Patton’s latest crackpot actions may possibly get some publicity. One involved the arbitrary relief of a censor (over whom he had no authority whatsoever) for what Patton considered to be an error in judgment. All the censor did was to allow the printing of a story saying we had captured some of the German monetary reserves. Three or four newspapers have written very bitter articles about Patton, on this incident, and to my disgust they call it another example of “Army Blundering”. I took Patton’s hide off, but there is nothing else to do about it. Then again, he sent off a little expedition on a wild goose chase in an effort to liberate some American prisoners. The upshot was that he got 25 prisoners back and lost a full company of medium tanks and a platoon of light tanks. Foolishly, he then imposed censorship on the movement, meaning to lift it later, which he forgot to do. The story has now been released and I hope the newspapers do not make too much of it. One bad, though Patton says accidental, feature of the affair was that his own son-in-law was one of the 25 released. Patton is a problem child, but he is a great fighting leader in pursuit and exploitation.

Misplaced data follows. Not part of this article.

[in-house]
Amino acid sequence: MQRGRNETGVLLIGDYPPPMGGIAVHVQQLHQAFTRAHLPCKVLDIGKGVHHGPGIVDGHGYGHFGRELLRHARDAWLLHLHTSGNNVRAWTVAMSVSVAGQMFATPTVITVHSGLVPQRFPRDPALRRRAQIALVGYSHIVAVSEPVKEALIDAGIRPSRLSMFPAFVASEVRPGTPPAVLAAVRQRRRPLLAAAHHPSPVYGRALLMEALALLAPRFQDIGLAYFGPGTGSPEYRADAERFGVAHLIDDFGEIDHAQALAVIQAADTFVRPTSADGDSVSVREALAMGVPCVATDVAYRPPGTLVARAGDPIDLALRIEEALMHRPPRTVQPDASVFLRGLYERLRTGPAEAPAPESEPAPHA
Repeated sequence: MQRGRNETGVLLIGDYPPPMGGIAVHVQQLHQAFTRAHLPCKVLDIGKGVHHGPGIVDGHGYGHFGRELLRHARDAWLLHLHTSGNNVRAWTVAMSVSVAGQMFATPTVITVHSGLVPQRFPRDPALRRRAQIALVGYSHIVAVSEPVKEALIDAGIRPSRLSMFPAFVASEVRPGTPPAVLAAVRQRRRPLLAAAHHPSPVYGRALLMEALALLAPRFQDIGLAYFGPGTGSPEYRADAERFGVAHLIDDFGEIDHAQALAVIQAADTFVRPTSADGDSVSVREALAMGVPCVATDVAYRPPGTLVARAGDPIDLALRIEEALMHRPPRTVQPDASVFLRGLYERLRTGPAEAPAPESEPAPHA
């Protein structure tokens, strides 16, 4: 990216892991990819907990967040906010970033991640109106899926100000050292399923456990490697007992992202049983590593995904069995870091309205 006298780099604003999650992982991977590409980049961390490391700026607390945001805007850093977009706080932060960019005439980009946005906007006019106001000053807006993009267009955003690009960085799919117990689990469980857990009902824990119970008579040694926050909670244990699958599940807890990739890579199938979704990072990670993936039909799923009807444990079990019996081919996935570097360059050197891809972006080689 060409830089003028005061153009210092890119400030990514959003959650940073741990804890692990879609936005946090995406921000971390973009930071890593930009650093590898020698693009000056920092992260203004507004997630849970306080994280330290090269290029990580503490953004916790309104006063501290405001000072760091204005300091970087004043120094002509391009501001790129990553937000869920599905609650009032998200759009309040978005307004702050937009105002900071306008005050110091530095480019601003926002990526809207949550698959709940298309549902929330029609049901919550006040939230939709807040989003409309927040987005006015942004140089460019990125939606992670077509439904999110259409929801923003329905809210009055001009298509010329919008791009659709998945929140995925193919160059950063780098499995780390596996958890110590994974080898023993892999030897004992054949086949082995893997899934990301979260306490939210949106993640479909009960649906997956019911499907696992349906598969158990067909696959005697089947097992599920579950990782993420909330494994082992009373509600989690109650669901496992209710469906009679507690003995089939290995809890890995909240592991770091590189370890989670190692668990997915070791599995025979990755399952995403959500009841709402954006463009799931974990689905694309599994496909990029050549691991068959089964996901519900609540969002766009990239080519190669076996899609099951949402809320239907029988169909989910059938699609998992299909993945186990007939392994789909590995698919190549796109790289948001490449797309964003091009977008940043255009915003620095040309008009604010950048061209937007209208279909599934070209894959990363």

This developed into quite a long story, all to convince you that in a short visit here you could see, in visible form, the fruits of much of your work over the past five years. In a matter of three or four days I am sure you would see things that would be of great satisfaction to you from now on. This sounds like I am completely and wholly satisfied with everything that I see. This is far from the case, but the point is that higher commanders have learned to handle the important things and we have gradually developed an organization that keeps the nagging details in the hands of people that can give their whole attention to them.

With best wishes,


(Stamped by Eisenhower)

General of the Army George C. Marshall,
The Chief of Staff,
Washington, D.C.